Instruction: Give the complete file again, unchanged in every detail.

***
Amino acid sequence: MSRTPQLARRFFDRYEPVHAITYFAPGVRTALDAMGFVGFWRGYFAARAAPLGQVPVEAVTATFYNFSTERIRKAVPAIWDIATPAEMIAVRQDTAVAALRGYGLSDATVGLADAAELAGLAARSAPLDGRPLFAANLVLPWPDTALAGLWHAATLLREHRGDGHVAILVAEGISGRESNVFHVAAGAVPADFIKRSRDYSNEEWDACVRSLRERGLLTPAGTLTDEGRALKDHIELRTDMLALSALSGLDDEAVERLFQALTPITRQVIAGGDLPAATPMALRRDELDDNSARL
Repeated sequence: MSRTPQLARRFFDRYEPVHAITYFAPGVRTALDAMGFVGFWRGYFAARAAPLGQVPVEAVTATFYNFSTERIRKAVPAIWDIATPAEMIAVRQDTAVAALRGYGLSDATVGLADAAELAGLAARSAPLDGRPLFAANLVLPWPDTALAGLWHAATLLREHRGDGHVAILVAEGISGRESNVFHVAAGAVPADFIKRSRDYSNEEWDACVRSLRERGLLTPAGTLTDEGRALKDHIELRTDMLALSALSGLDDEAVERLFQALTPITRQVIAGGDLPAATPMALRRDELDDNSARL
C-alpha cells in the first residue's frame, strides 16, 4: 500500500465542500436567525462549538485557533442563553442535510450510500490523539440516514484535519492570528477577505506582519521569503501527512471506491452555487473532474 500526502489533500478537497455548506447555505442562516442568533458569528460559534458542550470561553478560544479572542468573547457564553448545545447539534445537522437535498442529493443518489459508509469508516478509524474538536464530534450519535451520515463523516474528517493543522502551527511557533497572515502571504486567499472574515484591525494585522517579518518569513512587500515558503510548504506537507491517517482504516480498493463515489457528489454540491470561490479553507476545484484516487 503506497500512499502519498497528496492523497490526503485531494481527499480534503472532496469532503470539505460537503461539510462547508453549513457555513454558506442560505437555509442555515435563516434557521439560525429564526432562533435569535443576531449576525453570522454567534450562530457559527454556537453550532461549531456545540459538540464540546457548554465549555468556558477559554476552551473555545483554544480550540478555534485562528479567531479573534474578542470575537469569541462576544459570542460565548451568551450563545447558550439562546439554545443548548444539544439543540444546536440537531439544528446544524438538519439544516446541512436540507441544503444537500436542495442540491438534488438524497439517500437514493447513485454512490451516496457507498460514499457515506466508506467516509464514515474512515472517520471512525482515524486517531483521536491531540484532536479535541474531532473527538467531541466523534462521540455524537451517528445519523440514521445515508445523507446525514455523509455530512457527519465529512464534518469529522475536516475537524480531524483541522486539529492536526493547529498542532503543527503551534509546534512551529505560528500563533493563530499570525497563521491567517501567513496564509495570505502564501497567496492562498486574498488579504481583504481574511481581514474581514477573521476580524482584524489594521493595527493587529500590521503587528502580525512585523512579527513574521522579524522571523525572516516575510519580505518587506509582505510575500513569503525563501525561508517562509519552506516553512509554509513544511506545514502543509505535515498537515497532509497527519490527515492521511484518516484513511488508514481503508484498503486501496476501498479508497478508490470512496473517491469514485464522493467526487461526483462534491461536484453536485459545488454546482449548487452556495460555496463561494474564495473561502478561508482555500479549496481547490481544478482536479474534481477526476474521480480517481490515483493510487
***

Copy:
Amino acid sequence: MSRTPQLARRFFDRYEPVHAITYFAPGVRTALDAMGFVGFWRGYFAARAAPLGQVPVEAVTATFYNFSTERIRKAVPAIWDIATPAEMIAVRQDTAVAALRGYGLSDATVGLADAAELAGLAARSAPLDGRPLFAANLVLPWPDTALAGLWHAATLLREHRGDGHVAILVAEGISGRESNVFHVAAGAVPADFIKRSRDYSNEEWDACVRSLRERGLLTPAGTLTDEGRALKDHIELRTDMLALSALSGLDDEAVERLFQALTPITRQVIAGGDLPAATPMALRRDELDDNSARL
Repeated sequence: MSRTPQLARRFFDRYEPVHAITYFAPGVRTALDAMGFVGFWRGYFAARAAPLGQVPVEAVTATFYNFSTERIRKAVPAIWDIATPAEMIAVRQDTAVAALRGYGLSDATVGLADAAELAGLAARSAPLDGRPLFAANLVLPWPDTALAGLWHAATLLREHRGDGHVAILVAEGISGRESNVFHVAAGAVPADFIKRSRDYSNEEWDACVRSLRERGLLTPAGTLTDEGRALKDHIELRTDMLALSALSGLDDEAVERLFQALTPITRQVIAGGDLPAATPMALRRDELDDNSARL
C-alpha cells in the first residue's frame, strides 16, 4: 500500500465542500436567525462549538485557533442563553442535510450510500490523539440516514484535519492570528477577505506582519521569503501527512471506491452555487473532474 500526502489533500478537497455548506447555505442562516442568533458569528460559534458542550470561553478560544479572542468573547457564553448545545447539534445537522437535498442529493443518489459508509469508516478509524474538536464530534450519535451520515463523516474528517493543522502551527511557533497572515502571504486567499472574515484591525494585522517579518518569513512587500515558503510548504506537507491517517482504516480498493463515489457528489454540491470561490479553507476545484484516487 503506497500512499502519498497528496492523497490526503485531494481527499480534503472532496469532503470539505460537503461539510462547508453549513457555513454558506442560505437555509442555515435563516434557521439560525429564526432562533435569535443576531449576525453570522454567534450562530457559527454556537453550532461549531456545540459538540464540546457548554465549555468556558477559554476552551473555545483554544480550540478555534485562528479567531479573534474578542470575537469569541462576544459570542460565548451568551450563545447558550439562546439554545443548548444539544439543540444546536440537531439544528446544524438538519439544516446541512436540507441544503444537500436542495442540491438534488438524497439517500437514493447513485454512490451516496457507498460514499457515506466508506467516509464514515474512515472517520471512525482515524486517531483521536491531540484532536479535541474531532473527538467531541466523534462521540455524537451517528445519523440514521445515508445523507446525514455523509455530512457527519465529512464534518469529522475536516475537524480531524483541522486539529492536526493547529498542532503543527503551534509546534512551529505560528500563533493563530499570525497563521491567517501567513496564509495570505502564501497567496492562498486574498488579504481583504481574511481581514474581514477573521476580524482584524489594521493595527493587529500590521503587528502580525512585523512579527513574521522579524522571523525572516516575510519580505518587506509582505510575500513569503525563501525561508517562509519552506516553512509554509513544511506545514502543509505535515498537515497532509497527519490527515492521511484518516484513511488508514481503508484498503486501496476501498479508497478508490470512496473517491469514485464522493467526487461526483462534491461536484453536485459545488454546482449548487452556495460555496463561494474564495473561502478561508482555500479549496481547490481544478482536479474534481477526476474521480480517481490515483493510487